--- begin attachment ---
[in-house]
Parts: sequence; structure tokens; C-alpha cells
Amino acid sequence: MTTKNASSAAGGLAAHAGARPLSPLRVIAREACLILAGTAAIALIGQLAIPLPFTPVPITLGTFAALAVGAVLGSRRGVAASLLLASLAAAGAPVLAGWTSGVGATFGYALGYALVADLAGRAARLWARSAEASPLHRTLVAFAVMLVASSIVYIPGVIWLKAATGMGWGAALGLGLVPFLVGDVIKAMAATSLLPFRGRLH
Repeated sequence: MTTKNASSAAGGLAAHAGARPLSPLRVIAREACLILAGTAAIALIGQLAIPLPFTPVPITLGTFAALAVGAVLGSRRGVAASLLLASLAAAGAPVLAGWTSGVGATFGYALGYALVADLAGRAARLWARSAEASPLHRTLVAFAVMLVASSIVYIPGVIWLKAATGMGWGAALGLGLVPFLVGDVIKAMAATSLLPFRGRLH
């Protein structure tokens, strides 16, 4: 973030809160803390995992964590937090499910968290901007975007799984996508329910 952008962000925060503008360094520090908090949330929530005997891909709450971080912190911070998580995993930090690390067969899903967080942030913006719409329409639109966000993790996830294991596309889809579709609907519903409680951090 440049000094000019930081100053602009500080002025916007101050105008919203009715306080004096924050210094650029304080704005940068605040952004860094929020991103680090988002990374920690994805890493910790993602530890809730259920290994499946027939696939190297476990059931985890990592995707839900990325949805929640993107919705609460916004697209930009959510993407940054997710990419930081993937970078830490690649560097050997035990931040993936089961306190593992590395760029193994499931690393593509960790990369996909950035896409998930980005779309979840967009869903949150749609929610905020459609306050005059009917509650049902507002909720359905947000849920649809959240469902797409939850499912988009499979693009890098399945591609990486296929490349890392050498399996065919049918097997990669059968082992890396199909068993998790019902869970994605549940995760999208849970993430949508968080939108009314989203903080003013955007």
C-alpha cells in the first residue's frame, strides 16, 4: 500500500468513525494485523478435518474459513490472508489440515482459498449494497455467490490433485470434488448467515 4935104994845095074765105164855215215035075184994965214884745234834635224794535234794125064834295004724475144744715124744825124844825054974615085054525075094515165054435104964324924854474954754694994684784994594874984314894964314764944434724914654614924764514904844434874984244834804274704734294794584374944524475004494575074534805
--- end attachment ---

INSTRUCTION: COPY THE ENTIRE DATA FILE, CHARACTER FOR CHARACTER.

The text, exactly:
[in-house]
Parts: sequence; structure tokens; C-alpha cells
Amino acid sequence: MTTKNASSAAGGLAAHAGARPLSPLRVIAREACLILAGTAAIALIGQLAIPLPFTPVPITLGTFAALAVGAVLGSRRGVAASLLLASLAAAGAPVLAGWTSGVGATFGYALGYALVADLAGRAARLWARSAEASPLHRTLVAFAVMLVASSIVYIPGVIWLKAATGMGWGAALGLGLVPFLVGDVIKAMAATSLLPFRGRLH
Repeated sequence: MTTKNASSAAGGLAAHAGARPLSPLRVIAREACLILAGTAAIALIGQLAIPLPFTPVPITLGTFAALAVGAVLGSRRGVAASLLLASLAAAGAPVLAGWTSGVGATFGYALGYALVADLAGRAARLWARSAEASPLHRTLVAFAVMLVASSIVYIPGVIWLKAATGMGWGAALGLGLVPFLVGDVIKAMAATSLLPFRGRLH
């Protein structure tokens, strides 16, 4: 973030809160803390995992964590937090499910968290901007975007799984996508329910 952008962000925060503008360094520090908090949330929530005997891909709450971080912190911070998580995993930090690390067969899903967080942030913006719409329409639109966000993790996830294991596309889809579709609907519903409680951090 440049000094000019930081100053602009500080002025916007101050105008919203009715306080004096924050210094650029304080704005940068605040952004860094929020991103680090988002990374920690994805890493910790993602530890809730259920290994499946027939696939190297476990059931985890990592995707839900990325949805929640993107919705609460916004697209930009959510993407940054997710990419930081993937970078830490690649560097050997035990931040993936089961306190593992590395760029193994499931690393593509960790990369996909950035896409998930980005779309979840967009869903949150749609929610905020459609306050005059009917509650049902507002909720359905947000849920649809959240469902797409939850499912988009499979693009890098399945591609990486296929490349890392050498399996065919049918097997990669059968082992890396199909068993998790019902869970994605549940995760999208849970993430949508968080939108009314989203903080003013955007």
C-alpha cells in the first residue's frame, strides 16, 4: 500500500468513525494485523478435518474459513490472508489440515482459498449494497455467490490433485470434488448467515 4935104994845095074765105164855215215035075184994965214884745234834635224794535234794125064834295004724475144744715124744825124844825054974615085054525075094515165054435104964324924854474954754694994684784994594874984314894964314764944434724914654614924764514904844434874984244834804274704734294794584374944524475004494575074534805